Childproofing expert offers tips for safety in light of Toronto boy’s death

An expert in childproofing says the freezing death of a Toronto boy highlights the unpredictability of children and the need for caregivers to be prepared for different developmental milestones.

TORONTO — An expert in childproofing says the freezing death of a Toronto boy highlights the unpredictability of children and the need for caregivers to be prepared for different developmental milestones.

Yehudah Franken says parents can take some simple steps to prevent children from wandering off, such as arming home alarm systems, placing gates at the top and bottom of stairs and adding childproof locks on doors.

“You know they are going to reach these stages, but you don’t know exactly when,” said Franken, a Toronto-based certified childproofer.

“Don’t wait for the child to walk.”

Three-year-old Elijah Marsh wandered away from a north-end apartment building early Thursday and was found about six hours later in the corner of a nearby backyard.

Security camera video showed Elijah — dressed only in a shirt, diaper and winter boots — pushing his way through two doors and leaving his grandmother’s apartment building at about 4 a.m. when temperatures had fallen to about -20 C.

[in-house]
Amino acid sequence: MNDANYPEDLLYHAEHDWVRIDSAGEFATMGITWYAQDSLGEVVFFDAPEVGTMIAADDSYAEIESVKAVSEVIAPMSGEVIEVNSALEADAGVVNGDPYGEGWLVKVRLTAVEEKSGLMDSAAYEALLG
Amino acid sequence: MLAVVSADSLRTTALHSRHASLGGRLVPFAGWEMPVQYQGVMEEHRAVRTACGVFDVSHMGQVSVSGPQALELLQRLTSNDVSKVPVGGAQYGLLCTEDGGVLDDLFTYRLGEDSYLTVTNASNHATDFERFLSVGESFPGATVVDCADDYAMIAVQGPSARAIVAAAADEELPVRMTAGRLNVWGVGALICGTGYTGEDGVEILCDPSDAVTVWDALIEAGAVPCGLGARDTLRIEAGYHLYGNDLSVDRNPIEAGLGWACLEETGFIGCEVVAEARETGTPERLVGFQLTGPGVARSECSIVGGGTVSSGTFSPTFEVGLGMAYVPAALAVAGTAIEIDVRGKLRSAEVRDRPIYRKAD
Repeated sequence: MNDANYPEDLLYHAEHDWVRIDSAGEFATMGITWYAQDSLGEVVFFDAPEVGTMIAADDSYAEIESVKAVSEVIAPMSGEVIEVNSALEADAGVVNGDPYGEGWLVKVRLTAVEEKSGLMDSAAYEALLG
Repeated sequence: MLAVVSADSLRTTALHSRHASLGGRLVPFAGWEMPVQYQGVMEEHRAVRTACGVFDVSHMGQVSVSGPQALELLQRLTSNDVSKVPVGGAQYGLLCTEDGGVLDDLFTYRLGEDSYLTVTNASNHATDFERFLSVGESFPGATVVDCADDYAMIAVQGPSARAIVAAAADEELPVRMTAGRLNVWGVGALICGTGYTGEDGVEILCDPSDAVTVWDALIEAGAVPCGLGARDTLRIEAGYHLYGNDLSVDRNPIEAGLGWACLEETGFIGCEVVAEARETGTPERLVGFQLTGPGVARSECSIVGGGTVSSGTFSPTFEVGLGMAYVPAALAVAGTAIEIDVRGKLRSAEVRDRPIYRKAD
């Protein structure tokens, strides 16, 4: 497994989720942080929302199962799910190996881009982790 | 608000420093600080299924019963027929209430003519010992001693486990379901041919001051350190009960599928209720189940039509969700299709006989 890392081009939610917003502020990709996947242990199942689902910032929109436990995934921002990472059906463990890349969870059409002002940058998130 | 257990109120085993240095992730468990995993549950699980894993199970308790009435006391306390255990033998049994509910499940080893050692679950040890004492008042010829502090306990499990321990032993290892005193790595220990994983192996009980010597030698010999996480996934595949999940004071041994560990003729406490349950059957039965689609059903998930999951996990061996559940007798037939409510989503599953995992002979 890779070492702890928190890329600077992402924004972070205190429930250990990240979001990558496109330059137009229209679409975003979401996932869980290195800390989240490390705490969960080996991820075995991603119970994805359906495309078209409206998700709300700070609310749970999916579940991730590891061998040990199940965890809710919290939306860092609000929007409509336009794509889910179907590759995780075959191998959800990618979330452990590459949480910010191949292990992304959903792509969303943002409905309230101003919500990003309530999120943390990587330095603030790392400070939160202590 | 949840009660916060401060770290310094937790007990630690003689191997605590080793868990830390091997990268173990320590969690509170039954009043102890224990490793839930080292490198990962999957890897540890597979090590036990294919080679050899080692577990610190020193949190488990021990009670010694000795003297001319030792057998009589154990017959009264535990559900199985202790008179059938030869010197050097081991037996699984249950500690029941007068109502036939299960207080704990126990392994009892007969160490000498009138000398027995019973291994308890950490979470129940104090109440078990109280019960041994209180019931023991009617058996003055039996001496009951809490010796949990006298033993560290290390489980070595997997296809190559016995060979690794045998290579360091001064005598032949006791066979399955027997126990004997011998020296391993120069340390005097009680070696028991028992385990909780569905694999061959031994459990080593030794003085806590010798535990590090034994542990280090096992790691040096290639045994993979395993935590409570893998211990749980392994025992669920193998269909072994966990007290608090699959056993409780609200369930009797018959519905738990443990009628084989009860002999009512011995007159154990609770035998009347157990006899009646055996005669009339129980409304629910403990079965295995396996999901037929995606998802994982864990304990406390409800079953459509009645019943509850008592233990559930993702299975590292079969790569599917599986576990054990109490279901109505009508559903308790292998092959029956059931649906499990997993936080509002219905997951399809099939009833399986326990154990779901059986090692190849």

Support for Elijah’s family has been pouring in after a Toronto man launched an online fundraising campaign for the boy’s funeral. More than $95,000 had already been raised as of Friday afternoon.

There have been other cases of children wandering into freezing temperatures — some with much less tragic outcomes.

In February 1994, 2-1/2-year-old Karlee Kosolofski was discovered frozen at the door to her home in Rouleau, Sask. Her body temperature was just 14.2 degrees. She had wandered outside and found herself locked out in -22 C weather. Although she lost part of her leg, medical personnel were able to revive her without other ill effects.

In February 2001, 13-month-old Erika Nordby of Edmonton survived with frostbite after wandering into a -24 C night and ending up frozen in the snow.

In December 2009, a seven-year-old Nova Scotia boy died in hospital after surviving two nights lost in the frozen wilderness. James Delorey had apparently followed the family dog into the woods.

Franken said it’s more difficult for children to wander out of high-rise buildings because of the many stairs.

He noted that once children reach a certain age, supervision becomes more important than childproofing because children are more capable of figuring the devices out.

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